Sacramento County is one of the 11 California counties moving back into a more restrictive tier in the state's color-coded COVID-19 reopening plan.
Health officials and doctors are urging residents to stay home, stay safe and stay apart from each other. But with the chilly weather and holidays around the corner, people might find themselves suffering from “COVID fatigue.”
Sacramento County Department of Health Services Director Dr. Peter Beilenson urges Sacramentans not to fall into that fatigue, because according to him, “we’re about five months away from mass production of [a COVID-19] vaccine, maybe less.”
“The number one message is just for this last period of time before the vaccine becomes available … Just for this Christmas and this Thanksgiving, just try not to gather except for people from your own family,” Beilenson said on CapRadio's Insight.
If people want to gather, Beilenson suggested having celebrations outdoors during the afternoon when the weather is warmer, and to put card tables between people to enforce social distancing.
“Things like that can at least hopefully reduce the risk, and being outdoors reduces the risk significantly,” Beilenson said.
Yolo County Public Health Officer Dr. Aimee Sisson suggested that people interested in celebrating the upcoming holidays with friends considerably minimize their in-person contact with other people for at least two weeks before a gathering.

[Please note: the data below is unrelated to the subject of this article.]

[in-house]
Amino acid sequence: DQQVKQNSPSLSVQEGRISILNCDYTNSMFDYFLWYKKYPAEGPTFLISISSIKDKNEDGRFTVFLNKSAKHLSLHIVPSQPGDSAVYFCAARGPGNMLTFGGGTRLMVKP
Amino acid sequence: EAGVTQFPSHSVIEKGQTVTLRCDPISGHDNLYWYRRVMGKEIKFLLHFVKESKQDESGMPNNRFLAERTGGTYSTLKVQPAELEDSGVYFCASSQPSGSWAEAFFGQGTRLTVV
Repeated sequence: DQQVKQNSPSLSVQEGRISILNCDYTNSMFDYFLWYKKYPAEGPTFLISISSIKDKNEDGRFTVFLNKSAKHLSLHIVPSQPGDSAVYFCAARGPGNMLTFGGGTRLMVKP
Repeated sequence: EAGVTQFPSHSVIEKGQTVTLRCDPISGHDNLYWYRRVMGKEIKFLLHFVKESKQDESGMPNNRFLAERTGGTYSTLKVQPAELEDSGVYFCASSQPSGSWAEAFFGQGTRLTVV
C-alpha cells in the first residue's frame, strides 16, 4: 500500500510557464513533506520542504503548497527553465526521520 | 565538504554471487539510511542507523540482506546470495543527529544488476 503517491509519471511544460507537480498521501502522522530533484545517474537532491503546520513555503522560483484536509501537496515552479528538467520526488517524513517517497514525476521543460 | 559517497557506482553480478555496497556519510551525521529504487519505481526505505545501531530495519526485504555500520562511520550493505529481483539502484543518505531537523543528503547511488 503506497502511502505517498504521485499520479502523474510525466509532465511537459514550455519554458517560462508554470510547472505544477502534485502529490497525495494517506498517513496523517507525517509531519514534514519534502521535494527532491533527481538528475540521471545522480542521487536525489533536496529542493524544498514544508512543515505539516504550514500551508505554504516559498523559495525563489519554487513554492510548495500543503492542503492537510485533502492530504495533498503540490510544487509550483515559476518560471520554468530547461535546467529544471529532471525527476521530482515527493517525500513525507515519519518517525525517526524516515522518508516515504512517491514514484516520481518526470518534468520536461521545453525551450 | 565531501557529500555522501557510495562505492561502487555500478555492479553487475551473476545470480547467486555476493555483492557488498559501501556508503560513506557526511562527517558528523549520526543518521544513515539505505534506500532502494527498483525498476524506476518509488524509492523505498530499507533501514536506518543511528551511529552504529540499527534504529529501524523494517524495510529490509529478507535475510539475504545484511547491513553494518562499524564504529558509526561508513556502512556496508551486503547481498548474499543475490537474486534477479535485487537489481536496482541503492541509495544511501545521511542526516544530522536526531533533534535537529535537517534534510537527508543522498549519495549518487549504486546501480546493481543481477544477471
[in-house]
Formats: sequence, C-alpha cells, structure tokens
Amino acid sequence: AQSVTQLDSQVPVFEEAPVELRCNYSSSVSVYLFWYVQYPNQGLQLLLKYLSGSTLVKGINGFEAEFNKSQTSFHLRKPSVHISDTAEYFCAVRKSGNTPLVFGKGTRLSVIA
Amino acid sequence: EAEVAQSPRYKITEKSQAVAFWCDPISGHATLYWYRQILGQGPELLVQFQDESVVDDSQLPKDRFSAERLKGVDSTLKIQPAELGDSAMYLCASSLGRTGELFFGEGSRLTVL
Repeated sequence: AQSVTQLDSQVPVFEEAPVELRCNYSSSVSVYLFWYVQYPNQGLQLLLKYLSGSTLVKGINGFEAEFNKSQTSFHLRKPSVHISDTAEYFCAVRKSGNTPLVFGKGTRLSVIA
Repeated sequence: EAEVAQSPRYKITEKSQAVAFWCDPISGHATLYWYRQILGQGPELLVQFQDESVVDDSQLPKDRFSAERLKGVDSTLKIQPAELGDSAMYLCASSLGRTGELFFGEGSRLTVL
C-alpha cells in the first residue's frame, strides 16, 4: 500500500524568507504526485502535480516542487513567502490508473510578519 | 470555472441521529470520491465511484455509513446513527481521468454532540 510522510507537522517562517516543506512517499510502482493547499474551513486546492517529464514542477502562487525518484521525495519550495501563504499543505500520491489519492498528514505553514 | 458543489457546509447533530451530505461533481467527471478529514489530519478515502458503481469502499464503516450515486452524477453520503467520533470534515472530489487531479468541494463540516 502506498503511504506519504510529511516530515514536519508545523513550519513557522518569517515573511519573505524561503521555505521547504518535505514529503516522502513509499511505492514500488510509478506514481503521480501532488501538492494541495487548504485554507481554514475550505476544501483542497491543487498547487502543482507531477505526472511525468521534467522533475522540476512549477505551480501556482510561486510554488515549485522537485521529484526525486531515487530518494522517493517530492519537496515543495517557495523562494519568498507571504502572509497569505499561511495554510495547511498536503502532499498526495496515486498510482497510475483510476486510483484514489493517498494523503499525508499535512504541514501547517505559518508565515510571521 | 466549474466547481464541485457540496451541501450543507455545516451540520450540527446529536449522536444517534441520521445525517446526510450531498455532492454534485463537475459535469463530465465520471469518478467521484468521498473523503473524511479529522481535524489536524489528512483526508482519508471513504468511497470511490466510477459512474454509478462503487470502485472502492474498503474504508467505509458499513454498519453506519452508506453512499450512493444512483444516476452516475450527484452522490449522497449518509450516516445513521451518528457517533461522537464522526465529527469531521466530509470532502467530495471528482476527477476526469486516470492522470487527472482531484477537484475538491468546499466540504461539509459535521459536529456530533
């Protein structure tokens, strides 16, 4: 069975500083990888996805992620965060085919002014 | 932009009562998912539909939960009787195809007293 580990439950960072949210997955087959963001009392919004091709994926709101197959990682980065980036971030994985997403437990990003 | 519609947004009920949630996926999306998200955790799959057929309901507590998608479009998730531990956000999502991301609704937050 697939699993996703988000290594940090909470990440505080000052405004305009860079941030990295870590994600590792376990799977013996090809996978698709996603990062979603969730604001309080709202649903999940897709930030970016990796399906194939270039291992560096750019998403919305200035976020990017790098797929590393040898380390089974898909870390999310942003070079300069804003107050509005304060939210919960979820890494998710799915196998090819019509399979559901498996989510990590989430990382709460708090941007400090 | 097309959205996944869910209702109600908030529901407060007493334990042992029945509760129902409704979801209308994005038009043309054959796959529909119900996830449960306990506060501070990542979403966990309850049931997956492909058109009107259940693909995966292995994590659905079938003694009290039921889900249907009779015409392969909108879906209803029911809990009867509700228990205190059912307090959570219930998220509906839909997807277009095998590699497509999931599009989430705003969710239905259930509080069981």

“So that would be staying home a lot more often, not getting together with other groups of friends or family so that you won’t have any exposures that puts you at risk on Thanksgiving day,” Dr. Sisson said. “Getting tested is great, but minimizing contacts for two weeks before is even more important.”
For people who want to get tested in Yolo County before meeting up with family or friends, Sisson said the county can handle an influx of people at their testing facilities. However, she stressed that people still need to be vigilant with their health to return society to normal.
“We are close to the end of this, but we aren’t there yet. Now’s not the time to let down our guard as cases are increasing,” Sisson said. “So [we’re] asking people to continue to make these sacrifices for just a little bit longer so we can make it through to when we have a vaccine and things can start to return to normal.”
UC Davis Health Chief of Pediatric Infectious Diseases Dr. Dean Blumberg argues that if people do not continue to follow safety measures — wear masks, wash hands, and social distance — we could be heading into the “darkest days” of the pandemic.
“So by Christmas, [the pandemic] has the potential to be a real disaster,” Blumberg said. “All the models show that we’re going to have more than three times increased the numbers of cases and deaths.”
He predicts that by January, we may run out of intensive care units.
“We’re going to want to look back on days like today when all these warnings were given out, and people really need to follow the advice of the public health experts,” Blumberg said.
With the colder weather and upcoming holidays, Sacramentans might be looking to eat indoors, but with the county being downgraded to a riskier tier level, indoor dining will be closed.
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